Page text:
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Info on chromosomes in general, esp. meiosis

Dr. van Buijtenen jvb at SILVA.TAMU.EDU
Mon Apr 5 12:32:46 EST 1999


On Mon, 5 Apr 1999, Stephanie wrote:

> Hello,
> I'm Stephanie (13)
> I am trying to plan, over my Easter holidays, a system for introducing
> diploid cell (Is that the right term? I mean the possibility of
> recessive genes, so double the DNA.)  into an artificial life game I
> play. I keep coming up against a major stumbling block: chromosomes.
> I especially want to clear up these points (I will try to get all the
> terms right):
> Do chromosomes carry dominant/recessive forms of the same gene (alleles)
> together on one chromosome, or are they carried on different chromosomes
> and the chromosomes 'pair up'?

Different alleles at the same locus are carried on different chromosomes.
They do pair up.

> If they don't pair up, why does colour blindness affect males
> predominantly?

The gene for color blindness is located on the X chromosome. Since males
have only one X chromosome it will always be expressed in the male if it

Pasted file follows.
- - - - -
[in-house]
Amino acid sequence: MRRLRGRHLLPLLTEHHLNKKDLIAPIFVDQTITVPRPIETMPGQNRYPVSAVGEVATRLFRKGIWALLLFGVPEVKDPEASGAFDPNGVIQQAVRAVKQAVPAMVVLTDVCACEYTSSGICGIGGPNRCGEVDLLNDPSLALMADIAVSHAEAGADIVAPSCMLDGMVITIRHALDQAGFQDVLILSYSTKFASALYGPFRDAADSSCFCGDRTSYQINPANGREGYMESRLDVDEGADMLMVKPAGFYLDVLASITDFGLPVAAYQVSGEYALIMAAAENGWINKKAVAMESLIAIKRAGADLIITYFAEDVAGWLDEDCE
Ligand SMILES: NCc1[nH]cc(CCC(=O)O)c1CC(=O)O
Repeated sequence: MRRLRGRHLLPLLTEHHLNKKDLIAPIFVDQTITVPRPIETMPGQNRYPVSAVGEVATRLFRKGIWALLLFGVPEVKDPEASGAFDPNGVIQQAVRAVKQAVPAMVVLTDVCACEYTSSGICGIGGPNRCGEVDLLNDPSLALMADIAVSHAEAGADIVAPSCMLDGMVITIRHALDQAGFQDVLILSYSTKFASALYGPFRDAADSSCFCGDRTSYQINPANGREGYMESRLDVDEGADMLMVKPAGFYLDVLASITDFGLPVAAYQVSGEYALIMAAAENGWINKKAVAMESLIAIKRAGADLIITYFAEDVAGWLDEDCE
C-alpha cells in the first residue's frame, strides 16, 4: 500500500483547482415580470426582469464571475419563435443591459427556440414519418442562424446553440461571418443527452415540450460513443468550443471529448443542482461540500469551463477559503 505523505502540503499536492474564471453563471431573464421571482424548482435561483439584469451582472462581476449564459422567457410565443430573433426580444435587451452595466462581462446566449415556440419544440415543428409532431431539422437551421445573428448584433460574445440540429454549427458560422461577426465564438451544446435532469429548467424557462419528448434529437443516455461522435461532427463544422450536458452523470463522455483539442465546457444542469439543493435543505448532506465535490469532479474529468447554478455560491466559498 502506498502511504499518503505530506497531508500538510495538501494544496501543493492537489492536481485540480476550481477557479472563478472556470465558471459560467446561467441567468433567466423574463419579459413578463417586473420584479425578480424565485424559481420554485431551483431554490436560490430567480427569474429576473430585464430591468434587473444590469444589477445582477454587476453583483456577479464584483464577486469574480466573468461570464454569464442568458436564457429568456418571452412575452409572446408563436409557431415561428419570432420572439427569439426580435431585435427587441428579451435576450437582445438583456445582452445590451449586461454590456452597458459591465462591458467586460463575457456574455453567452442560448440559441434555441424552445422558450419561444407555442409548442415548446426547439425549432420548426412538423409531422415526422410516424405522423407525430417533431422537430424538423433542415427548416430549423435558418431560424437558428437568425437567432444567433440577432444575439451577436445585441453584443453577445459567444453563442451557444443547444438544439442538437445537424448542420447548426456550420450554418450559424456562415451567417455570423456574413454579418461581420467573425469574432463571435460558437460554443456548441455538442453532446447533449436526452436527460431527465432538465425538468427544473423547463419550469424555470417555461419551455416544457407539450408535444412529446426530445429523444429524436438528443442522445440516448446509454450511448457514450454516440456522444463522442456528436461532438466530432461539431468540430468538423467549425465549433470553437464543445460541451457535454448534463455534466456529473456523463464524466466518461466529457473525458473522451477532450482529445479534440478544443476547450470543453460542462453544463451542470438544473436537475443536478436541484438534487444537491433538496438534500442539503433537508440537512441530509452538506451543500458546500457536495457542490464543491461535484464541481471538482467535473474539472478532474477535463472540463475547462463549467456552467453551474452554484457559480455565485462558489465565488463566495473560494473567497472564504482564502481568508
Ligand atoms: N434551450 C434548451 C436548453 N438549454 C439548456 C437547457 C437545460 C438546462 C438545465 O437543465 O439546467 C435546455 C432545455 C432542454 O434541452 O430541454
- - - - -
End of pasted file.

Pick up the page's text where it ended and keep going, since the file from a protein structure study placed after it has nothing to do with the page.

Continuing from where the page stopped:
is present. 

> What exactly are chromatids, and why do we need them?
> What are double-stranded chromosomes, and why do we need them?
Good questions. I learned my cytology and DNA chemistry about 40 years
apart so I may be connecting them wrong. DNA is naturally double stranded.
The two strands are not identical, but complementary. The cell can
reconstruct double stranded DNA from either single strand. I expect a
single strand corresponds to a chromatid (a cytological term), but I am
not sure of that.

> Why, before a cell is about to undergo meiosis, does it have twice the
> genetic information in a normal cell, when, if it had half, it could
> just divide straight away?

I think your question is based on some wrong assumptions. For all
practical purposes all diploid cells have the same genetic information,
and they can divide any time via mitotic division. 

> What is the point of crossover? Does it give an evolutionary advantage,
> or is it just a side effect?
Crossing over recombines different mutations does giving rise to many new
combinations. This pool of variation is the raw material that natural
selection works on. Evolution would be much slower without recombination.

> I would be very grateful if anyone could give up a few minutes of their
> time to answer some of these questions for me.
> Thanks,
> Stephanie
> opes this helps. J. P. van Buijtenen

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